alexa Multi-walled Carbon Nanotubes (MWCNTs) As Cytotoxic Drug Delivery Systems In The Treatment Of Cancer
ISSN: 2155-952X

Journal of Biotechnology & Biomaterials
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2nd Annual Conference and Expo on BIOMATERIALS
March 27-28, 2017 Madrid, Spain

Eloisa Gonzalez-Lavado, Esperanza Padin-Gonzalez, Nerea Iturrioz, Tomas Torroba and Monica L Fanarraga
University of Cantabria, Spain
Universidad de Burgos, Spain
Posters & Accepted Abstracts: J Biotechnol Biomater
DOI: 10.4172/2155-952X.C1.074
Our laboratory has focused on the intrinsic anti-proliferative, anti- migratory and cytotoxic effects of carbon nanotubes (CNTs). We have shown how MWCNTs interact with microtubules assembling biosynthetic polymers triggering serious biomechanical cellular defects that lead to cancer cell death. These properties of CNTs produce antitumoral effects in solid melanoma tumors in vivo. The huge surface area of CNTs maximizes their ability to interact with many biological components and different chemicals, constituting their biocorona. Taking into account these surface properties, we aimed to increase these intrinsic antitumoral effects of CNTs functionalizing these nanomaterials with a well-known anti-tumoral drug (5-fluoracil) in vitro in melanoma cells and in vivo in solid malignant melanomas produced by allograft transplantation in murine recipients. We have double-coated CNTs with an internal chemical layer surrounded by a second coat of proteins. The first layer carrying chemicals, either a dye (as a proof-ofconcept) or a drug (5-fluoracil) and the second being a serum protein coating layer, both assembling the biocorona. The protein coating serves for (1) CNTs recognition by cellular receptors, (2) endocytosis, (3) protection of the chemical component attached to the nanotube surface until protein degradation that takes place at the lysosome, and (4) the release of the transported drug during the first 5-9 hours next to the internalization process. CNTs loaded with 5-fluoracil double coated with serum proteins display a significantly enhanced antitumoral effect in vitro and in vivo in mice bearing solid melanoma tumors.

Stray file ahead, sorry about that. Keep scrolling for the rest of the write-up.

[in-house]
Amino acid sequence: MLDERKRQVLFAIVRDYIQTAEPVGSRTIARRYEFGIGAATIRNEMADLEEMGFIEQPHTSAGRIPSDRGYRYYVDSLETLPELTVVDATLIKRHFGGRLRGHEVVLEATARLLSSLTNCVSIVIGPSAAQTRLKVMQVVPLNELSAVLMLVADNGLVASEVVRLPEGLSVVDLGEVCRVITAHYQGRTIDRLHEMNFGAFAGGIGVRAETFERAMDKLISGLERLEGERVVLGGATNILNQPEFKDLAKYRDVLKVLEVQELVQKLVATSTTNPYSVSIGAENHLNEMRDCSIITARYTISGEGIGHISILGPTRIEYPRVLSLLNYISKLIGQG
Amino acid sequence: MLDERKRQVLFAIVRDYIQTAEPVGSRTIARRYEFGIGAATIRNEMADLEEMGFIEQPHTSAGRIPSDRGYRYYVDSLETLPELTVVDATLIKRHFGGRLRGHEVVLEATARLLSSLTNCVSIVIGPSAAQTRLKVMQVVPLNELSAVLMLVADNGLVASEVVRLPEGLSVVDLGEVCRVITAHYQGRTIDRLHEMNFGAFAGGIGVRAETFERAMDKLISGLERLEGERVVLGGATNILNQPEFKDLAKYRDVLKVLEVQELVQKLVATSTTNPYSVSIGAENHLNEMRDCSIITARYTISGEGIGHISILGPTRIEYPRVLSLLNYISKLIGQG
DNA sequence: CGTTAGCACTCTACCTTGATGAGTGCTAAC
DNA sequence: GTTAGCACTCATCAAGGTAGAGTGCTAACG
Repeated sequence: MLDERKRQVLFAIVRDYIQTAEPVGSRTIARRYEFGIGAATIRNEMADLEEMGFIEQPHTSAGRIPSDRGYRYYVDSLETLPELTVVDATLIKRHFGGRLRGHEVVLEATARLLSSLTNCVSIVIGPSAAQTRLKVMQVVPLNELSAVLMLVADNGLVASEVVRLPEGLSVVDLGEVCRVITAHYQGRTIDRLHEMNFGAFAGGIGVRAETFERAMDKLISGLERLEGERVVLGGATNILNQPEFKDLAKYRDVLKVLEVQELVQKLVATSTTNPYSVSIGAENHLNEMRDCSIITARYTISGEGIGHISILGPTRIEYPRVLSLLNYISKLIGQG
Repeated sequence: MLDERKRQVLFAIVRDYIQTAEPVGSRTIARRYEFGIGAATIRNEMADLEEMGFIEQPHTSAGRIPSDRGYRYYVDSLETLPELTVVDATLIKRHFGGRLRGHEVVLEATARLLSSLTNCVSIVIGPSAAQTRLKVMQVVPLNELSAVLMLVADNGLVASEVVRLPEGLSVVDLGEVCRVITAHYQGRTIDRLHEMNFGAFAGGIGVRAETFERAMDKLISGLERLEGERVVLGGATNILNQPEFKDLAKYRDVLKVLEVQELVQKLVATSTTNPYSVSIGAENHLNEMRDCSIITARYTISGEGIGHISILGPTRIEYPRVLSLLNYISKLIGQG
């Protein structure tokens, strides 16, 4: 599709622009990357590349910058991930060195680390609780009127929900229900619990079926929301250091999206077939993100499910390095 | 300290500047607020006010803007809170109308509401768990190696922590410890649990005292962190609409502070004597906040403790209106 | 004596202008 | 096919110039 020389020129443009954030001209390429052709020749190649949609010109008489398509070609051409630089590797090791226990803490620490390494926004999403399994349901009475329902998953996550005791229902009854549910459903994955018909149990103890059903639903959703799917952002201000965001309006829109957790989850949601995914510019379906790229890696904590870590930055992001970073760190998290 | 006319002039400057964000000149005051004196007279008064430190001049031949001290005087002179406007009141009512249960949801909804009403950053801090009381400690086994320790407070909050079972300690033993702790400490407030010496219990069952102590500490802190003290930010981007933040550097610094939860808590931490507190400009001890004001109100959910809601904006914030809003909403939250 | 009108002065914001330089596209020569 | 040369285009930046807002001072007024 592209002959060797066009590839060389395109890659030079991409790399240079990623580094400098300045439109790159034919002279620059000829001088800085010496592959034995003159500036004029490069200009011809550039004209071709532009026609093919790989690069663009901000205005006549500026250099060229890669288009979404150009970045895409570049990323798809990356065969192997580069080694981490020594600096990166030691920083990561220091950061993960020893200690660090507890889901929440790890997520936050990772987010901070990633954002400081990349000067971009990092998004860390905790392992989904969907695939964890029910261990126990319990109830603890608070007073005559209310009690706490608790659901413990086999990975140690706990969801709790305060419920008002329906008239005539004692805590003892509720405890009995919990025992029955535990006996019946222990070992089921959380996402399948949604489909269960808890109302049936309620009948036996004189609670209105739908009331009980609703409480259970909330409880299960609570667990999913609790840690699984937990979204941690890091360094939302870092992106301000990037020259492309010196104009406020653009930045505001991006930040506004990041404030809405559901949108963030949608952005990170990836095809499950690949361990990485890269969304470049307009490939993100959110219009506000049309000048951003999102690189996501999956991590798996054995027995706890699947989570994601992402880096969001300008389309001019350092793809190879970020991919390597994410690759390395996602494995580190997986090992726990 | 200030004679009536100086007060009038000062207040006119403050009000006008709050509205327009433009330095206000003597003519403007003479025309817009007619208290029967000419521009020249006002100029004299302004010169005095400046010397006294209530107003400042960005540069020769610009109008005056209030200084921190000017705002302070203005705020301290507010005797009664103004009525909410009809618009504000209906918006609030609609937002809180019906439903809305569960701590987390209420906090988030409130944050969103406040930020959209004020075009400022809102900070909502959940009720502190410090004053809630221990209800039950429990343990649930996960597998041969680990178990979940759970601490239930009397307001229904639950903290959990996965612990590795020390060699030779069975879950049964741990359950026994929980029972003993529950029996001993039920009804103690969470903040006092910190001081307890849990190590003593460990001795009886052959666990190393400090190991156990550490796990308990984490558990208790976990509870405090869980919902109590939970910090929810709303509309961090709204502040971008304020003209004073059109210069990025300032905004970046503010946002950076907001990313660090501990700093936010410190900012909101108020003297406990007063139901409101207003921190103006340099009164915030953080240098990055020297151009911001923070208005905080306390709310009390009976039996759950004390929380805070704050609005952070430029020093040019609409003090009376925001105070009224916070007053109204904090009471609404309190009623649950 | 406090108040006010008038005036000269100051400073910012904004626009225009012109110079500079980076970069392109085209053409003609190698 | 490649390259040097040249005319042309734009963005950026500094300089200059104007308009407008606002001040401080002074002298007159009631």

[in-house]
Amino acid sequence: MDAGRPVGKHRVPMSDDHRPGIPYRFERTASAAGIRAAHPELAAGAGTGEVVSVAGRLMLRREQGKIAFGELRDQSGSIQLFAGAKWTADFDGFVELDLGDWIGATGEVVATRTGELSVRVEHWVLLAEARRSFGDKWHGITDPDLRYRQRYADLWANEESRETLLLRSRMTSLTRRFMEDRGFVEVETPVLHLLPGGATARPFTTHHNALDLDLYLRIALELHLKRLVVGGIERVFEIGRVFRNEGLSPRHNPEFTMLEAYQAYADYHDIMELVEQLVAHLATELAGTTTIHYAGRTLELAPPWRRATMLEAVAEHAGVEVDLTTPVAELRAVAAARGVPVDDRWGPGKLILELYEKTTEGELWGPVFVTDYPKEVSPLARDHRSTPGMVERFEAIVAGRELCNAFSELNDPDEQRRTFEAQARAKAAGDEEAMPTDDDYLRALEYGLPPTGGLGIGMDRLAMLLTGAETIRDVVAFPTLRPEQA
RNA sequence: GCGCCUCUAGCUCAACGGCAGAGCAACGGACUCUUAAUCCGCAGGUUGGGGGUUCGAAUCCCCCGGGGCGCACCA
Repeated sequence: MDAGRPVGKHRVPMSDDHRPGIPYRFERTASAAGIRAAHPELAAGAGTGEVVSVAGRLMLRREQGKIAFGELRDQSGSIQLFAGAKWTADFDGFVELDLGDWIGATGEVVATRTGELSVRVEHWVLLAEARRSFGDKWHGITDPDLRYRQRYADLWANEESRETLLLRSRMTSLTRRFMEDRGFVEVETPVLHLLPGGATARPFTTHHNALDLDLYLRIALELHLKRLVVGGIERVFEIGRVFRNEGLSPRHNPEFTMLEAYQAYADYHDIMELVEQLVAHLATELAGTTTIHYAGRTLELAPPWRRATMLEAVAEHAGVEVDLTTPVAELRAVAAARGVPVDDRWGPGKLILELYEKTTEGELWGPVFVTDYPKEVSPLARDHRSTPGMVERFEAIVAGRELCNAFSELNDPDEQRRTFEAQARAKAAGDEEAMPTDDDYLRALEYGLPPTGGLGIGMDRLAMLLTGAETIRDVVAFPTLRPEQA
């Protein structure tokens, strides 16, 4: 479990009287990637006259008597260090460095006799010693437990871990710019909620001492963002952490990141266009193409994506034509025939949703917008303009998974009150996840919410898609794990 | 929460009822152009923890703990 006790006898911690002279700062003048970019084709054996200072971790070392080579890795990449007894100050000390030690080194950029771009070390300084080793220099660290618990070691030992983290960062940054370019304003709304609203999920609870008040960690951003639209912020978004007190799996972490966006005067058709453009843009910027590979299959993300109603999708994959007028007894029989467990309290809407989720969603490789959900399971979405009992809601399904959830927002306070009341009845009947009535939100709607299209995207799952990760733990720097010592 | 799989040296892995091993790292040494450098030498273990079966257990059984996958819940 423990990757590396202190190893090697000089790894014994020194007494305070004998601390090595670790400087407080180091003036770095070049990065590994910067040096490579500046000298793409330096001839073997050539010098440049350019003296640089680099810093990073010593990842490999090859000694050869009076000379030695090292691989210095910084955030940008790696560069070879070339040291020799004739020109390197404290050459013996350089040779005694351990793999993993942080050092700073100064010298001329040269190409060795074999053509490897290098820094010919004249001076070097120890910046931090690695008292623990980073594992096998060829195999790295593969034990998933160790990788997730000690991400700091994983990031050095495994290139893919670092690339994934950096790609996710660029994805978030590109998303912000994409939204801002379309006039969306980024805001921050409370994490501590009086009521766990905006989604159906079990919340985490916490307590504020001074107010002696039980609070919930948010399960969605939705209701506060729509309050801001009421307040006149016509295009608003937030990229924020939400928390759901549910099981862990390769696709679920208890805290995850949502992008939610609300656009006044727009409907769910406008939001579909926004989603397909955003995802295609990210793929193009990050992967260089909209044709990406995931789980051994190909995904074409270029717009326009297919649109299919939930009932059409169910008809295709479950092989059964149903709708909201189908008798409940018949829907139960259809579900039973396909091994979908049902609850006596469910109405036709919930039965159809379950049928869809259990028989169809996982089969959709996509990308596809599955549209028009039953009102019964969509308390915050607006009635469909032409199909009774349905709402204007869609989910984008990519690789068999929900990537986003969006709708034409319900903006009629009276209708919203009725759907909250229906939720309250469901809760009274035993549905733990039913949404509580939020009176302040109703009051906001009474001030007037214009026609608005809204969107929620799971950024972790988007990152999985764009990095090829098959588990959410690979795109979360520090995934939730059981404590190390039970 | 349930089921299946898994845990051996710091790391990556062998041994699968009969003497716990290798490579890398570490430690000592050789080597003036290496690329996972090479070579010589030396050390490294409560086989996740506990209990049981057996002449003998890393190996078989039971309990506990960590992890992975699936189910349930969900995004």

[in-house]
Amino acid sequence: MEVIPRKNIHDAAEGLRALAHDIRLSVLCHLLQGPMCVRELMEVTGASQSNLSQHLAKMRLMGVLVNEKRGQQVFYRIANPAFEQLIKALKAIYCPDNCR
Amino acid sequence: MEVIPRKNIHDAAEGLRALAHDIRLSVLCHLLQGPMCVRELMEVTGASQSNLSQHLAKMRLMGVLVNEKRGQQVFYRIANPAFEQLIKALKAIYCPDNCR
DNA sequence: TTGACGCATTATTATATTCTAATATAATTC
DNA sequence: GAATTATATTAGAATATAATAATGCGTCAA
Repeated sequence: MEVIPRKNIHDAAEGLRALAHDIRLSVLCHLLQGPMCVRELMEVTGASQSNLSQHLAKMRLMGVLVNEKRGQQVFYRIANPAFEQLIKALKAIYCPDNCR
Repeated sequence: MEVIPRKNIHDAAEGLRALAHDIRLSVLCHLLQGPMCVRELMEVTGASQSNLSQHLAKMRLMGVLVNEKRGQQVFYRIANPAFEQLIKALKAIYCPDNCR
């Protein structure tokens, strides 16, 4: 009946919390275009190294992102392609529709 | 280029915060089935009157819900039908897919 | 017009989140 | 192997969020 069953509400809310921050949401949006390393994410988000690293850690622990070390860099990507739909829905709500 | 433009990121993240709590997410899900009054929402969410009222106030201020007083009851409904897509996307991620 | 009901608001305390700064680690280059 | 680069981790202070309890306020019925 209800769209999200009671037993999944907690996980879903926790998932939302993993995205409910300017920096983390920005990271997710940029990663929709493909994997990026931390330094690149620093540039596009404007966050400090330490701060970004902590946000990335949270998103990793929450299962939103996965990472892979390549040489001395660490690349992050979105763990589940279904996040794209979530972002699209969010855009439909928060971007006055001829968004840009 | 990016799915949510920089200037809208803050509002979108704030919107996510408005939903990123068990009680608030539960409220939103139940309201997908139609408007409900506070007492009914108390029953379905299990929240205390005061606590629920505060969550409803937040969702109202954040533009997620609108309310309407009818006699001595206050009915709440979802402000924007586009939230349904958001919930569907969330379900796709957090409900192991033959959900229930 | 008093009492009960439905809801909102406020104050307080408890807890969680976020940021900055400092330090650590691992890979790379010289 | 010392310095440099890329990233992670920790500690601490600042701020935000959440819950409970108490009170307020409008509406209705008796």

Eloisa Gonzalez-Lavado is a PhD student in the Nanomedicine Group of the University of Cantabria (Spain). I did a chemistry Bachelor’s degree at the University of Extremadura (Spain).I have an european interuniversity master’s degree in theoretical chemistry and computational modelling. Currently I am working with carbon nanotubes and their biomedical aplications, especially in Cancer, studying their biocompatibility, their capability as nanocarriers and their own antitumoral effect.

Email: [email protected]

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